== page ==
Video Game Review: “That Dragon, Cancer”

This isn’t something for everyone. You don’t point your gun at a bad guy and shoot, or kick a football to win the big game, because there is nothing to really win in something such as “That Dragon, Cancer.” There are no goals to storm the castle and save the princess, there’s no evil antagonist hanging over your head, there’s just you and what’s lies ahead of you. Much like a battle with cancer, this isn’t a game, this is an experience.

Based around the true story of Joel Evan Green, a 5-year-old child who tragically lost his fight against terminal cancer, “That Dragon, Cancer” served as the passion project of parents Ryan and Amy Green in order to not only share their experiences of fray and faith, but to commemorate the families who continue to fight. With all revenue of the game’s sales being donated to the Morgan Adams Foundation and Family House SF, this project serves as a great way for the Green family to commemorate the loss of Joel, and potentially help prevent some family in the future going through the same fate.

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From the beginning, one can be overcome with a sense of walking through a children’s story book with an array of bright colors and cherished childhood memories scattered about, enchanting to experience. Yet, when contrasted with the harsh realities of battling illness, it makes it feel all the more weighted and genuine. Much like the finest children’s story book, the reward is the journey within the story’s pages, and this is one powerful journey. Many of the memories scribbled within this game’s sheets are not only perfectly moving, but absolutely heartbreaking. Without spoiling too much about the episode “Waking Up,” if you’ve ever experienced the loss of a loved one passing, this scene is especially designed for you. There will be chills running down your shoulders and your spine, there will be tears held back with great resistance, all the memories will come running back to you at once, and that’s okay. In addition, the episode “Dehydration” will engrave an especially great mark on those who have had to watch their child struggle with pain, incapable of doing a single thing about it. Even to those of us who haven’t endured such a heartache, it’ll be impossible to deny the empathy you will immediately gain.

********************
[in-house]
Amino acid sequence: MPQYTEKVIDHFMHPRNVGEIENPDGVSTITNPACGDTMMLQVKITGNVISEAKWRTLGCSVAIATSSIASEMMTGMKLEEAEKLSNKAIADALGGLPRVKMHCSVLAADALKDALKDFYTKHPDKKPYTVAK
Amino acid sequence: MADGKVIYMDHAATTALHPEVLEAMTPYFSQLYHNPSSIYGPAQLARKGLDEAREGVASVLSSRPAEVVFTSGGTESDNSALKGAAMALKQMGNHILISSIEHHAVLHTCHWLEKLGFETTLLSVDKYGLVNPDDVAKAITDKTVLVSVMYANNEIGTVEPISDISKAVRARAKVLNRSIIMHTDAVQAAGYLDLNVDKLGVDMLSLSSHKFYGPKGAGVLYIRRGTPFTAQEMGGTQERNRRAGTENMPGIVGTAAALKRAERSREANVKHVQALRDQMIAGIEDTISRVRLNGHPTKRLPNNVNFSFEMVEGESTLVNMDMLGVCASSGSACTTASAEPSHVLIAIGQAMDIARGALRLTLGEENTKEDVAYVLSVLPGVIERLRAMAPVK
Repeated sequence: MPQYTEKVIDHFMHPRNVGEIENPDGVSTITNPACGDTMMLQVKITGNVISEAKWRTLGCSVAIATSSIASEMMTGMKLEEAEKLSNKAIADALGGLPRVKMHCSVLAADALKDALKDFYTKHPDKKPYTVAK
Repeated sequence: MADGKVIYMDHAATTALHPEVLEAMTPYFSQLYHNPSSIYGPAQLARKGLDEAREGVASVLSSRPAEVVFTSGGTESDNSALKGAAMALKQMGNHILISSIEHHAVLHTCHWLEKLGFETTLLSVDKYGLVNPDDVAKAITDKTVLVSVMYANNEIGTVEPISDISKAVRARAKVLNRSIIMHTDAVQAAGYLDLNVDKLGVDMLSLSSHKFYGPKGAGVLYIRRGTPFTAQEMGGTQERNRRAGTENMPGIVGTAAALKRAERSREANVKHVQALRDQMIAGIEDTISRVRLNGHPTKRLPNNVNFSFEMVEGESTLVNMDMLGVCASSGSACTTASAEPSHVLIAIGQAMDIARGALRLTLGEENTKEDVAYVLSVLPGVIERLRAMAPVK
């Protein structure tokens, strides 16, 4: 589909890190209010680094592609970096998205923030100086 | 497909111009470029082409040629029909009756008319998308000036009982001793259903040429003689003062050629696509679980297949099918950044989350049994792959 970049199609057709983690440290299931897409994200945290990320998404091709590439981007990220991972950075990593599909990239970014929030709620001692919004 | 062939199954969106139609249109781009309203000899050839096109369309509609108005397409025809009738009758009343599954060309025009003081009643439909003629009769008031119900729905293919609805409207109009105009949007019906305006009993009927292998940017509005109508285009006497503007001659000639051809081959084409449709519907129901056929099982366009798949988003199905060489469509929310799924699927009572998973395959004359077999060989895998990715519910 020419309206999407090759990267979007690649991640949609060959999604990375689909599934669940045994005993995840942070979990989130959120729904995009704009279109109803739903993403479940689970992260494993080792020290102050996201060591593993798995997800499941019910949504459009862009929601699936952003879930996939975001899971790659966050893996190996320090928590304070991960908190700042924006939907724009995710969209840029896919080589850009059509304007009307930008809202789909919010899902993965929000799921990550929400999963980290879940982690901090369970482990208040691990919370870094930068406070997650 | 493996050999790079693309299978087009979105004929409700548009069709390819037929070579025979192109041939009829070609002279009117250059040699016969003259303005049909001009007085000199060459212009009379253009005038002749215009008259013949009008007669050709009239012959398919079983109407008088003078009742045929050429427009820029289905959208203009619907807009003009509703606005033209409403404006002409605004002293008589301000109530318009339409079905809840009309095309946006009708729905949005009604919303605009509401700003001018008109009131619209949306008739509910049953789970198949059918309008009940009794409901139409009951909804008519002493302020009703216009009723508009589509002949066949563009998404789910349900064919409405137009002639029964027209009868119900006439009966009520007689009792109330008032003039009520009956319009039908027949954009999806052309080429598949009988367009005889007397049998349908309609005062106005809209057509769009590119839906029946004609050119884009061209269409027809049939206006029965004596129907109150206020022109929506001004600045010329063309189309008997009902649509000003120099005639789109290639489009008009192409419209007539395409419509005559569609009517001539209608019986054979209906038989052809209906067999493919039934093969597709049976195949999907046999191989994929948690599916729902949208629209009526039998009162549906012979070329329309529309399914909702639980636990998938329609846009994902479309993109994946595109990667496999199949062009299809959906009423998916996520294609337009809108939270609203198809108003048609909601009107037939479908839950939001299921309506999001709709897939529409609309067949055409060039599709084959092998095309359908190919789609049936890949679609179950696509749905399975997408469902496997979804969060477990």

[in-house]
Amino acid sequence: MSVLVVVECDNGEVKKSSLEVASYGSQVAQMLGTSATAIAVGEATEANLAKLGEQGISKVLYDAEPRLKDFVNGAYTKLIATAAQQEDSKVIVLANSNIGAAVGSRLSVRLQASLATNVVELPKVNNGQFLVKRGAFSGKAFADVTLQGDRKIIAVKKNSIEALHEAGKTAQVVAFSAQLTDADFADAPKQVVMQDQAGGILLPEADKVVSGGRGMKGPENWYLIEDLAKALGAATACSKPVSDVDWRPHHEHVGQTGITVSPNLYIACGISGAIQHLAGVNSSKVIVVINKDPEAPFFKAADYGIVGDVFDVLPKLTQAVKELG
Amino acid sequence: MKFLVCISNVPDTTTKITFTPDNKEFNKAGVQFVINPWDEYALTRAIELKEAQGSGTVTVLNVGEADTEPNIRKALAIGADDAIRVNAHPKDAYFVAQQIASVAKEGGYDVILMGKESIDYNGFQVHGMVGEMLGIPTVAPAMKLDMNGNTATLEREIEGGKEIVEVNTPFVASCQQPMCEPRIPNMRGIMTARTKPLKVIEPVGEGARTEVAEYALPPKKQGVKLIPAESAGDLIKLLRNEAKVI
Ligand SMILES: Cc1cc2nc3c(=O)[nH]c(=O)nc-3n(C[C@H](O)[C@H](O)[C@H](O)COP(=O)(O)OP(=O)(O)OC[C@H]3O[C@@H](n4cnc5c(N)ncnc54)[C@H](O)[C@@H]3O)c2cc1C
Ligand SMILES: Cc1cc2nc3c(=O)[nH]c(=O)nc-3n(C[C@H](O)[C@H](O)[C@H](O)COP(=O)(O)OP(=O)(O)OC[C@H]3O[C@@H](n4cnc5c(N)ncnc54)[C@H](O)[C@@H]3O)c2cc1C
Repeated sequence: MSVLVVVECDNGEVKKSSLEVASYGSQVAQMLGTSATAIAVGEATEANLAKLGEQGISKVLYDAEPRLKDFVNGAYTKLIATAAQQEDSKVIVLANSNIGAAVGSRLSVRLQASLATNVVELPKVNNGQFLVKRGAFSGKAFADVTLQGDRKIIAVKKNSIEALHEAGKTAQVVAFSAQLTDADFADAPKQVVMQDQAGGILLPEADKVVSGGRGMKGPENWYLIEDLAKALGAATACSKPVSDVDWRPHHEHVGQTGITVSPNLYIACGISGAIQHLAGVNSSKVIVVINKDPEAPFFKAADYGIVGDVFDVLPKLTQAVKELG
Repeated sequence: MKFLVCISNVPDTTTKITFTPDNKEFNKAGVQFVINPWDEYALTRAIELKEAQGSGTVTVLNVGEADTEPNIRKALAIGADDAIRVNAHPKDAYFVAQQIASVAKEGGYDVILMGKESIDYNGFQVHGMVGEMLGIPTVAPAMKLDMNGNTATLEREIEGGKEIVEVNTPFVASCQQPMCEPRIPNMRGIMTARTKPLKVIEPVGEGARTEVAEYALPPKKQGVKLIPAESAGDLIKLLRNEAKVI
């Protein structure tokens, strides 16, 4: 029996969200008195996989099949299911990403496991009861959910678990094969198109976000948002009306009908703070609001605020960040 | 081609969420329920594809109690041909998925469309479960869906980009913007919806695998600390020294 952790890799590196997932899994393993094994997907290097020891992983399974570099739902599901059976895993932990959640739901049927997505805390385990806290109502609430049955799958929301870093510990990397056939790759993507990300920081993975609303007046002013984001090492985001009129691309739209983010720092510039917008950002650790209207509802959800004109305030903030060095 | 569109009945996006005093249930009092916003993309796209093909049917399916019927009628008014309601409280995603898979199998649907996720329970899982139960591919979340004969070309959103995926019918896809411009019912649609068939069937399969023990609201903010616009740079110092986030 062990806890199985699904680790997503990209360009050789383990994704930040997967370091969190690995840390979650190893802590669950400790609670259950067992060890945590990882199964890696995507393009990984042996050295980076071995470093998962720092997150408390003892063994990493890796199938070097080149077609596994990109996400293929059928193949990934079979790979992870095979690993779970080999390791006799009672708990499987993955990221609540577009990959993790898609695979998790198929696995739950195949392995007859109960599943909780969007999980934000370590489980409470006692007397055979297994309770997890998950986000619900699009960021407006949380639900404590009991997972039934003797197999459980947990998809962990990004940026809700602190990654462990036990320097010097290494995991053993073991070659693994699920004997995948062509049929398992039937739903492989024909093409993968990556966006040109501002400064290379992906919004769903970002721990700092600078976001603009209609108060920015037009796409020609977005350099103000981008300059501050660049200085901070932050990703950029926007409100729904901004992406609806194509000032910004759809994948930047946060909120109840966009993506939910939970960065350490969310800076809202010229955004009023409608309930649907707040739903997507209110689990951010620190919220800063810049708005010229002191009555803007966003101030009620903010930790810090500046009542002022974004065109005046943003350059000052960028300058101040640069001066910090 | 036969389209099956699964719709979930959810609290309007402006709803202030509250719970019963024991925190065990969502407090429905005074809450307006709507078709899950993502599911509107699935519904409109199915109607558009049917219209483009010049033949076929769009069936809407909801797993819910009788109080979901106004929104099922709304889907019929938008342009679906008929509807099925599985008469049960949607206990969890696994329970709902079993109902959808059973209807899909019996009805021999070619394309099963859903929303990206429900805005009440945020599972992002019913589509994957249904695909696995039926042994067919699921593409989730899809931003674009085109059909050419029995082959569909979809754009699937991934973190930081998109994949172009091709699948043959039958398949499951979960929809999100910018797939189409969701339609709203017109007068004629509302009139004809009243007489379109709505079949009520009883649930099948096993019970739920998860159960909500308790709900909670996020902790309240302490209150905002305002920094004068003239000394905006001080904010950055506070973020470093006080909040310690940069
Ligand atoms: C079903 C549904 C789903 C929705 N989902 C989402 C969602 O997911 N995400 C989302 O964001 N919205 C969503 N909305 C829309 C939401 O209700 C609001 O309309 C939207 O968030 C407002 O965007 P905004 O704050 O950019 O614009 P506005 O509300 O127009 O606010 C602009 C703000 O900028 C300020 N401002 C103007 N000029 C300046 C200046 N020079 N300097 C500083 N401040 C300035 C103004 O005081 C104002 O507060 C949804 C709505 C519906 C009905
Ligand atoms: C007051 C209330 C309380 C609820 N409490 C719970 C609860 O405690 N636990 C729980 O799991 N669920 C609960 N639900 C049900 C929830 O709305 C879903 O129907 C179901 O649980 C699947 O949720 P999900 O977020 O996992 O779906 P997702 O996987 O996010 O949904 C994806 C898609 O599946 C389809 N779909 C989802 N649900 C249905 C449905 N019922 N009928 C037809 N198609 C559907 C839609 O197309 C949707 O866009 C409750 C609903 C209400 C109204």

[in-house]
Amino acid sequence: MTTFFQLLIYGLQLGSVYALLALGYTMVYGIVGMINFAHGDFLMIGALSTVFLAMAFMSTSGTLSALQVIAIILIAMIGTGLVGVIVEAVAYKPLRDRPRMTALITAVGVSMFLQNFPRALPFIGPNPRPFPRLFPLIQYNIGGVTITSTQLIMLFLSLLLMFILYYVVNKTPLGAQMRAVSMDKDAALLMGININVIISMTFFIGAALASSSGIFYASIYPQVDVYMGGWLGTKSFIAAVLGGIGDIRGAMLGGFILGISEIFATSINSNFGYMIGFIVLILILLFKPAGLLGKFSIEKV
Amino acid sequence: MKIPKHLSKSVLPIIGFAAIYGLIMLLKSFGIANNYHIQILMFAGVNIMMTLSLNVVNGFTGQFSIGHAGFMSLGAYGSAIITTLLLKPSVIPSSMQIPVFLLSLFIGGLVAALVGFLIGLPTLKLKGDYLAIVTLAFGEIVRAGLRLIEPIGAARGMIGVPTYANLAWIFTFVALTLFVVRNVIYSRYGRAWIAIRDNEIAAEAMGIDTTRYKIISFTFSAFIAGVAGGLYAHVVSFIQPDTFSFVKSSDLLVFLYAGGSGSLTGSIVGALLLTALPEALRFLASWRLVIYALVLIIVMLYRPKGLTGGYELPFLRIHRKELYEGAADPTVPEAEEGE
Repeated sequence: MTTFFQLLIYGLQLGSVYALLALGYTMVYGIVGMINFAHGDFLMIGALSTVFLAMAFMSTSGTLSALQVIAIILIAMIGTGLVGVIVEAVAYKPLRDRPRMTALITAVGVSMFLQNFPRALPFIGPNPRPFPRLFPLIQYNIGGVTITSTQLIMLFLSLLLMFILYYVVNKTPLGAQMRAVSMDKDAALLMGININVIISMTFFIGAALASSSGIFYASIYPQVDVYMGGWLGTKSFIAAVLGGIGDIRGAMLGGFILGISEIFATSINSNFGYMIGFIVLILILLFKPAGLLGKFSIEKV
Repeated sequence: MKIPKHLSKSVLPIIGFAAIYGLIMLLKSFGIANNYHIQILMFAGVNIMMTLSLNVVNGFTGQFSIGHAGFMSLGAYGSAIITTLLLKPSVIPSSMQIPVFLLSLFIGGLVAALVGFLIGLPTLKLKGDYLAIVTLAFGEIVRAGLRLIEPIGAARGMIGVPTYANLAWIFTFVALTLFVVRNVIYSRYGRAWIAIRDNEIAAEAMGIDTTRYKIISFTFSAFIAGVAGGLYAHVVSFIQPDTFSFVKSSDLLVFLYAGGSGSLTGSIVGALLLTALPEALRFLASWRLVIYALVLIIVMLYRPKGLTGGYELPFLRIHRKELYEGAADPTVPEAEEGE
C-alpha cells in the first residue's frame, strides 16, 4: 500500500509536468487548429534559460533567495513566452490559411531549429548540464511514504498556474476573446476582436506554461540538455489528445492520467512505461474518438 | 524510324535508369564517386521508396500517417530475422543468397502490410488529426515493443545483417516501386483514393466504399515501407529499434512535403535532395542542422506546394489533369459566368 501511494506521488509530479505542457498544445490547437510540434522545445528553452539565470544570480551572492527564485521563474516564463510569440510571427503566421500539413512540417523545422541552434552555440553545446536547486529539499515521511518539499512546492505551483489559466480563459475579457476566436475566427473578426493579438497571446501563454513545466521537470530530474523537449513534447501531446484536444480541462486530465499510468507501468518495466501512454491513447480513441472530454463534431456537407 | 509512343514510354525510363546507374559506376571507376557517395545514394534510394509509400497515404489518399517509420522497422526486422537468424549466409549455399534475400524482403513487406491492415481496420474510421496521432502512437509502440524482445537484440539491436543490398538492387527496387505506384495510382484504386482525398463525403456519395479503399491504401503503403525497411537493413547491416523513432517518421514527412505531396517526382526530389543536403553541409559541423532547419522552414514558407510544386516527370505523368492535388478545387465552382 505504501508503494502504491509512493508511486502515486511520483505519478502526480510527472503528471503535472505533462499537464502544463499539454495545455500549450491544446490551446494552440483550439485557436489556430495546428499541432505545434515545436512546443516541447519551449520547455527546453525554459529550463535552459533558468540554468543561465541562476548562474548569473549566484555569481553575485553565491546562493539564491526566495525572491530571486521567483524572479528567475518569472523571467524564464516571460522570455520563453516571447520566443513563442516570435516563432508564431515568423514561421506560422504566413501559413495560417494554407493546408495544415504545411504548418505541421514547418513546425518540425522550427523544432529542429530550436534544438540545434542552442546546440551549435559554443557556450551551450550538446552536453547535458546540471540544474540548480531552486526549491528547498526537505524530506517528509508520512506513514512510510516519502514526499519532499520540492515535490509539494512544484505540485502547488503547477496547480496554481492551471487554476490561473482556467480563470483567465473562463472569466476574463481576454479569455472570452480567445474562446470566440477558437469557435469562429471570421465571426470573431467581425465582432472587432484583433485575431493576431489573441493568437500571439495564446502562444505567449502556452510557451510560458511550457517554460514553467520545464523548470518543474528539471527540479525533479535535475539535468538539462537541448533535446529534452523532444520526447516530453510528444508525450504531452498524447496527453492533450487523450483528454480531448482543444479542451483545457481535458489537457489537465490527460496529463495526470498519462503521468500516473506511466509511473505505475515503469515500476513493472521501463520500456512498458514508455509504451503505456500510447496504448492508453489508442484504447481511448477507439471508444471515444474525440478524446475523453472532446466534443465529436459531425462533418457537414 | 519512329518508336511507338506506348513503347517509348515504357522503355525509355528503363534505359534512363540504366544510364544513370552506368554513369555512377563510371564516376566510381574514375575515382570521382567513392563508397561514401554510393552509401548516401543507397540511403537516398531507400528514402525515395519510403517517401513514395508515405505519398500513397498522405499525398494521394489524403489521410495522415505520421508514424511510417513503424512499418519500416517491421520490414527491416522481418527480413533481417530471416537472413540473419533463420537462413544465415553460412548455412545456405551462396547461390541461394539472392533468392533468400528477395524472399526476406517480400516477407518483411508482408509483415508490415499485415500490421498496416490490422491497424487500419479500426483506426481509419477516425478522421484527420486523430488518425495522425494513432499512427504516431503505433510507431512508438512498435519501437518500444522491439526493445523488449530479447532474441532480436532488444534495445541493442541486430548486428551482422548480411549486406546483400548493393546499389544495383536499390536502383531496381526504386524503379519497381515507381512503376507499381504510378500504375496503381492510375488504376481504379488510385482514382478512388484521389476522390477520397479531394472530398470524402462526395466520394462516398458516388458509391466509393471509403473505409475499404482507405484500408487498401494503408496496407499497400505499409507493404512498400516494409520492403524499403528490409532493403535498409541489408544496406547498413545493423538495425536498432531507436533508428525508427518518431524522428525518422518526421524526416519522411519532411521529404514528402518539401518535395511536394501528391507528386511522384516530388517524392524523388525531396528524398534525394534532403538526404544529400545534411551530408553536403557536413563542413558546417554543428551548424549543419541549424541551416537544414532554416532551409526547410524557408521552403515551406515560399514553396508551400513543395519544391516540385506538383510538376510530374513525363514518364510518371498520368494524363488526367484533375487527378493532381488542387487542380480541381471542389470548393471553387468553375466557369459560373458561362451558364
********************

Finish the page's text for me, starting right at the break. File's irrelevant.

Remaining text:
It would be easier to spoil what makes these moments so unforgettable, but this is something that deserves to be experienced first hand, something you won’t be able to feel by simply reading it in an article. Moreover, it just so happens to also be one of the most profound blends of religious reverence and the acceptance of death in recent memory. Where as most pieces try to hammer in religion as the focal point, “That Dragon, Cancer” instead leaves it as just one aspect of the family’s journey with Joel, and how their grace was the center of both their doubts and their optimism, making it feel all the more important to their story.

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However, much like most “point and click” titles, there can be a sense of misdirection and confusion at times of uncertainty. Some levels require you to check every nook and cranny before you’re able to figure out what’s supposed to be done, and sometimes you miss important pieces without realizing it. Yet, while it would have been a little nicer to have a smoother experience game-play wise, it hardly impacts those powerful moments waiting for you. A game such as this shouldn’t hand you everything on a silver platter, an uphill journey such as cancer treatment will never have such a luxury, but you will feel a part of Joel’s fight from beginning to end nevertheless, and that’s hauntingly beautiful.

In a way, “That Dragon, Cancer” serves as a beautiful swan song to those we’ve lost along the way. Instead of taking you on a linear journey from beginning to end, we’re led through a chain of episodes that all too many people have had to endure. It’s one of those experiences where, once you’ve watched the credits roll and set the controller down, all that remains is the silence that surrounds you; the calm of the world bearing down on all of your senses at once. So rarely is a game able to leave an everlasting impact on its player, but Joel and Amy not only have their family’s strength to be proud of, but also the impact they have left upon the world with this magnificent title. For those of us who continue to fight past the great losses of our lives, to our loved ones and to our fallen brethren alike, this is for you.

Rating: 9/10

​Donald Strohman is a Pennsylvania State University film graduate currently residing in Metro Atlanta, Georgia. Before being a part of The Young Folks team, he contributed to GameDeck and the satire website The Black Sheep. He also writes for the game journalism site GameSkinny. When he's not trying to fulfill his life long dream of becoming the "Hash Slinging Slasher", Donald enjoys watching movies, playing video games, and writing; sometimes all at once.